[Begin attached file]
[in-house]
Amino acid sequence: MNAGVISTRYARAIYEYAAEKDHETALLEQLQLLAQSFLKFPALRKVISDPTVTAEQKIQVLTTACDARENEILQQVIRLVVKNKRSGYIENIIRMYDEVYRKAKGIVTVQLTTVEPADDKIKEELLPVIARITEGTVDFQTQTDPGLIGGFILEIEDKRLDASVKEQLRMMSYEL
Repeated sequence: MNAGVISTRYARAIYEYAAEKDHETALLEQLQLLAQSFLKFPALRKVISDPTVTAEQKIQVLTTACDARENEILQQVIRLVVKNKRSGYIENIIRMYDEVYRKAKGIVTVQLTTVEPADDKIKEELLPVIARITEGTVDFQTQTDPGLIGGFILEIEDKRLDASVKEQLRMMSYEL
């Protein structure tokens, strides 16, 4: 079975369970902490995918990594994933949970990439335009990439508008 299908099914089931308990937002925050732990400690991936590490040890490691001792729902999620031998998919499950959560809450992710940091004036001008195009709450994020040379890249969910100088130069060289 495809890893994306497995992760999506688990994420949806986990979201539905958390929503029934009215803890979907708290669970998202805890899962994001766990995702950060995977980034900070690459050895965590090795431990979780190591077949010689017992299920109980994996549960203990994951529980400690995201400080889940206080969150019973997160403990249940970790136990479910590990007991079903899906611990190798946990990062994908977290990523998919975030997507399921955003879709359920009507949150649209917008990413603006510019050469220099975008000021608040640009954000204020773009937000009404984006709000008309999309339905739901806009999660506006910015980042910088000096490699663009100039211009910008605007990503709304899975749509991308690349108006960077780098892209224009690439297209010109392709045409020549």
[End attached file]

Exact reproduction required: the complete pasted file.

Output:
[in-house]
Amino acid sequence: MNAGVISTRYARAIYEYAAEKDHETALLEQLQLLAQSFLKFPALRKVISDPTVTAEQKIQVLTTACDARENEILQQVIRLVVKNKRSGYIENIIRMYDEVYRKAKGIVTVQLTTVEPADDKIKEELLPVIARITEGTVDFQTQTDPGLIGGFILEIEDKRLDASVKEQLRMMSYEL
Repeated sequence: MNAGVISTRYARAIYEYAAEKDHETALLEQLQLLAQSFLKFPALRKVISDPTVTAEQKIQVLTTACDARENEILQQVIRLVVKNKRSGYIENIIRMYDEVYRKAKGIVTVQLTTVEPADDKIKEELLPVIARITEGTVDFQTQTDPGLIGGFILEIEDKRLDASVKEQLRMMSYEL
């Protein structure tokens, strides 16, 4: 079975369970902490995918990594994933949970990439335009990439508008 299908099914089931308990937002925050732990400690991936590490040890490691001792729902999620031998998919499950959560809450992710940091004036001008195009709450994020040379890249969910100088130069060289 495809890893994306497995992760999506688990994420949806986990979201539905958390929503029934009215803890979907708290669970998202805890899962994001766990995702950060995977980034900070690459050895965590090795431990979780190591077949010689017992299920109980994996549960203990994951529980400690995201400080889940206080969150019973997160403990249940970790136990479910590990007991079903899906611990190798946990990062994908977290990523998919975030997507399921955003879709359920009507949150649209917008990413603006510019050469220099975008000021608040640009954000204020773009937000009404984006709000008309999309339905739901806009999660506006910015980042910088000096490699663009100039211009910008605007990503709304899975749509991308690349108006960077780098892209224009690439297209010109392709045409020549």